Amidst all the celebrations of the 90th anniversary of the Sydney Harbour Bridge, it is interesting to ponder when a grand arch over the harbour was first envisaged.
Mention of an arch across the harbour appeared in a poem by Erasmus Darwin in 1789 barely one year after the first European settlement.
Erasmus was the grandfather of Charles Darwin and had a close association to the Wedgwood family famous for pottery (Charles Darwin would later married a Wedgwood). Erasmus was a poet, physician and natural philosopher and some suggest a bit of a rascal.
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To commemorate the European settlement some Sydney clay was sent back to England for the Wedgwood organisation to make some medallions. Without having been to Sydney Erasmus wrote a poem “Visit of Hope to Sydney-Cove, Near Botany-Bay”.
Some of the lines from the poem are
“Shall bright canals, and solid roads expand. —
“There the proud arch, Colossus-like, bestride
“Yon glittering streams, and bound the chasing tide;
Sydney Harbour is more than a glittering stream and the Harbour Bridge is probably more than he envisaged but he caught the spirit of the city and the impact of the bridge.
Dr Sophie Loy-Wilson is an expert in Australian history in the Faculty of Arts and Social Sciences says it is remarkable that the Sydney Harbour Bridge was built during such a bleak period in Australian history.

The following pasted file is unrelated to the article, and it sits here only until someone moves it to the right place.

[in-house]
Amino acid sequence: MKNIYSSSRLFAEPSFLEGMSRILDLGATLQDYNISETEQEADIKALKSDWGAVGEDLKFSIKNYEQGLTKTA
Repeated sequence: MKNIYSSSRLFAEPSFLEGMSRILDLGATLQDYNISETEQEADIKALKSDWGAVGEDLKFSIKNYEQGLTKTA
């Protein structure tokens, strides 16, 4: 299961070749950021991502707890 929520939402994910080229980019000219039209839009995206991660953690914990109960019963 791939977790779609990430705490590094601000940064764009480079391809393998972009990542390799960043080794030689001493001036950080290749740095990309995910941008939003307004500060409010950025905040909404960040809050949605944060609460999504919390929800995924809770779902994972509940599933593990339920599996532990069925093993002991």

“Sydney in 1932 was a city marked by extreme poverty. This was the Depression-era. Australia’s unemployment rate had reached 32 percent in 1931, second only to Germany in severity,” said Dr Loy-Wilson.
“Even in such uncertain times, the state government had a big bold plan: the Sydney Harbour Bridge. The Bridge would impact the city in contradictory ways. Families were displaced from north Sydney, but the unemployed found much needed work.
“The Bridge was expensive, but it represented hope and a better life for Sydney people. Sandstone excavations caused dust and debris but also uncovered fossils and other treasures.
“The story of the Habour Bridge is a story of a city on its knees, looking up towards the largest structure the city had ever seen, being pieced together across Sydney Harbour.”
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